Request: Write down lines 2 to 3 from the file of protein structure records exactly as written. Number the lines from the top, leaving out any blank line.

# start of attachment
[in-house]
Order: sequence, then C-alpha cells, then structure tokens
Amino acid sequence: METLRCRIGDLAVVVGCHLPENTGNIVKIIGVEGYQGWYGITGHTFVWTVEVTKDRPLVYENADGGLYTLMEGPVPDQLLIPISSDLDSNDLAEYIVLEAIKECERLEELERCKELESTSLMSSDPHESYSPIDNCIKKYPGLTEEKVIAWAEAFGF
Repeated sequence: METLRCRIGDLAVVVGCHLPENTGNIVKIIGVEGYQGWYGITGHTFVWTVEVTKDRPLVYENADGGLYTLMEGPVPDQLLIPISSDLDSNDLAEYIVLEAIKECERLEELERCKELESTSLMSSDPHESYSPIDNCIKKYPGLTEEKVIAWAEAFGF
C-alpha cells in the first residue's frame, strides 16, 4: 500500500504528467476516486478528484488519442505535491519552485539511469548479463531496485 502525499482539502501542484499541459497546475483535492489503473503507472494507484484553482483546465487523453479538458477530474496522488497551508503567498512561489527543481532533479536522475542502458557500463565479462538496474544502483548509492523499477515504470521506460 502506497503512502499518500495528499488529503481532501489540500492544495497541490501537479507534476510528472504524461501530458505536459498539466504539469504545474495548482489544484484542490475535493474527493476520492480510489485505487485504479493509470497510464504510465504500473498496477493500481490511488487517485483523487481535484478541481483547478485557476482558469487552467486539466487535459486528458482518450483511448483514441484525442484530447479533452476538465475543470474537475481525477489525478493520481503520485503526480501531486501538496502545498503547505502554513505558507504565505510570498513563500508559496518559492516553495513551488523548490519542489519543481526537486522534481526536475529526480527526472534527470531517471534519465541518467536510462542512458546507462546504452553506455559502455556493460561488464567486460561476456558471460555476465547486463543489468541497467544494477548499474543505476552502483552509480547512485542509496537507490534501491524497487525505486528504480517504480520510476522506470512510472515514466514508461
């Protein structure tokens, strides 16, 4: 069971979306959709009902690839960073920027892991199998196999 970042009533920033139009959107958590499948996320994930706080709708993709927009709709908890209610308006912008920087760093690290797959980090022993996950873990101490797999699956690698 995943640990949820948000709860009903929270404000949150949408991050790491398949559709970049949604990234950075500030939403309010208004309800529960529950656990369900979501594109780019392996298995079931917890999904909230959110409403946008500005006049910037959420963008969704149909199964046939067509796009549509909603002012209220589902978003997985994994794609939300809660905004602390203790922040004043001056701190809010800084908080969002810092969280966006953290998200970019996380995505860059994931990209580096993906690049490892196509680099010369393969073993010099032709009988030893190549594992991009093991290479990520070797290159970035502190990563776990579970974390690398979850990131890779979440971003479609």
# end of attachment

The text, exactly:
Order: sequence, then C-alpha cells, then structure tokens
Amino acid sequence: METLRCRIGDLAVVVGCHLPENTGNIVKIIGVEGYQGWYGITGHTFVWTVEVTKDRPLVYENADGGLYTLMEGPVPDQLLIPISSDLDSNDLAEYIVLEAIKECERLEELERCKELESTSLMSSDPHESYSPIDNCIKKYPGLTEEKVIAWAEAFGF